Broadly speaking, there are two basic categories of attack of interest to those in the blockchain space: network attacks and consensus attacks. Simplifying considerably, network attacks involve targeting a small number of nodes or users to steal their funds, stop transactions from being verified, promulgate fake data, or pursue other nefarious ends. Examples of network attacks include distributed denial of service (DDoS) attacks, eclipse attacks, and BGP hijacking.

Consensus attacks are in many ways subtler, and fundamentally involve the exploitation of a protocol’s consensus mechanism. The most famous example are the soi-disant “51%” attacks, in which a malicious actor gains control of 51% of the hashpower in a blockchain like Bitcoin, allowing them to double spend a cryptocurrency, stop transactions from being verified, and otherwise compromise the network’s integrity.

Core Chain’s Approach to Security

Core Chain mitigates network attacks through a combination of geographic dispersion of nodes and randomizing the selection of nodes for P2P communications. These are all validator-level precautions, and are common to many blockchain projects.

Where consensus attacks are concerned, the combination of DPoW, DPoS, and the validator election mechanism offer many desirable security properties. For example, selfish mining [11] is rendered obsolete due to Core Chain's round-robin block mining process. This method prevents the manipulation of pseudorandom mechanisms that such exploits typically rely on.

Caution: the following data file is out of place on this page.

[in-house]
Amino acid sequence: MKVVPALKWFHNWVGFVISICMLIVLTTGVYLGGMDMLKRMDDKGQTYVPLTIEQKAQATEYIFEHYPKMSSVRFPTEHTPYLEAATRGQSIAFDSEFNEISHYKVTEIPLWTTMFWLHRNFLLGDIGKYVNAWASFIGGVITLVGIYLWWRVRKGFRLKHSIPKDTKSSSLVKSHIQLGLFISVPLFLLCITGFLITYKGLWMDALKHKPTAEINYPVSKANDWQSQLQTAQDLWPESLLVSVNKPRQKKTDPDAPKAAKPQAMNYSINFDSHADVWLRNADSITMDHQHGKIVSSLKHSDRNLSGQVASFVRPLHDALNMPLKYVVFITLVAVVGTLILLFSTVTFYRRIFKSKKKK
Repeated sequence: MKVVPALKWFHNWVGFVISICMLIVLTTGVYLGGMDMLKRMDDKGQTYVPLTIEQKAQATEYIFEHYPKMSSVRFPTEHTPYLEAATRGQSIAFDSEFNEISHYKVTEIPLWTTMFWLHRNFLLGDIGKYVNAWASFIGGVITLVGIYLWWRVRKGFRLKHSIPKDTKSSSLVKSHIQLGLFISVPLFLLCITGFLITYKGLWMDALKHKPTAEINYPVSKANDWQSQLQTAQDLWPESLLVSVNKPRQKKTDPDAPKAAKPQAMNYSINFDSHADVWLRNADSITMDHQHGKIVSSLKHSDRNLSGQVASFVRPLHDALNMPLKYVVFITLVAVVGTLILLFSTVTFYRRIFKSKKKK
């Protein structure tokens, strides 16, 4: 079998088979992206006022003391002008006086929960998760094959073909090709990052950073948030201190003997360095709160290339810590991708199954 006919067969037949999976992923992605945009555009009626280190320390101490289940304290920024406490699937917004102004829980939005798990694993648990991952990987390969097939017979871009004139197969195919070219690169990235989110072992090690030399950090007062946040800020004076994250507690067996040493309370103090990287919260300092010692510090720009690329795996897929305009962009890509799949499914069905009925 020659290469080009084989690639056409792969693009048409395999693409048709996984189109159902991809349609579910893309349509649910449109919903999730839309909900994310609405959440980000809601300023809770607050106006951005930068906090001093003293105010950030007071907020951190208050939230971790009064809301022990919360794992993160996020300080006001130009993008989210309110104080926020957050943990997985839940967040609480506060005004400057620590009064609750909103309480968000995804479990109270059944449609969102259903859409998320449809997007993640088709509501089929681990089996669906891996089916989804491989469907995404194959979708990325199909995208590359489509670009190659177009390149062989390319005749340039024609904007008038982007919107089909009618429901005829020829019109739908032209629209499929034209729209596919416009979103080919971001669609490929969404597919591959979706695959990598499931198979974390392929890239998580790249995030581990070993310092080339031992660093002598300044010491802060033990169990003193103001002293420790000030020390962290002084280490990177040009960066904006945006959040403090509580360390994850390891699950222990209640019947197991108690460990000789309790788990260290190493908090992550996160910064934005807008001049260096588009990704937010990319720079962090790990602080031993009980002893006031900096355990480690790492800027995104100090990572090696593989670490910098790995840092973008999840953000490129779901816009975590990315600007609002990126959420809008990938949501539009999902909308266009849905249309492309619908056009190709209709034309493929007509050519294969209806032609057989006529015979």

Censorship and transaction delays are potential threat vectors, but are mitigated as long as there are honest validators in the set. For similar reasons, 51% attacks, Sybil attacks, and related exploits can’t be prevented outright, but attempting any of them is both economically unwise and very difficult to achieve, given the fact that validators are ranked by their hybrid score.

An important part of thwarting long range attacks is Core Chain’s checkpointing scheme, wherein the network permanently freezes the blockchain’s history on a regular basis, adds a checkpoint hash to the codebase, and rejects any future transactions that aren’t consistent with these hashes.

There are whole categories of insidious attacks that involve going back to a certain point in time and mining a competing chain that reverses transactions, prevents access to a network, etc. When used in conjunction with DPoW, checkpointing renders us invulnerable to this constellation of threats.

For the mathematically inclined, Appendix A contains a proof stating that as long as less than 1/3rd of the nodes are malicious and enough blocks are confirmed, transactions on Satoshi Plus are provably safe.

[11] “Selfish mining” refers to mining a block and not broadcasting it. If a miner continues to produce additional blocks, they could end up with a long chain that effectively acts like a fork of the main ledger. In Bitcoin, mining is competitive and selfish mining could prove profitable. With Core Chain, however, there is no way to do this because of the way that validators are elected and the way mining works.

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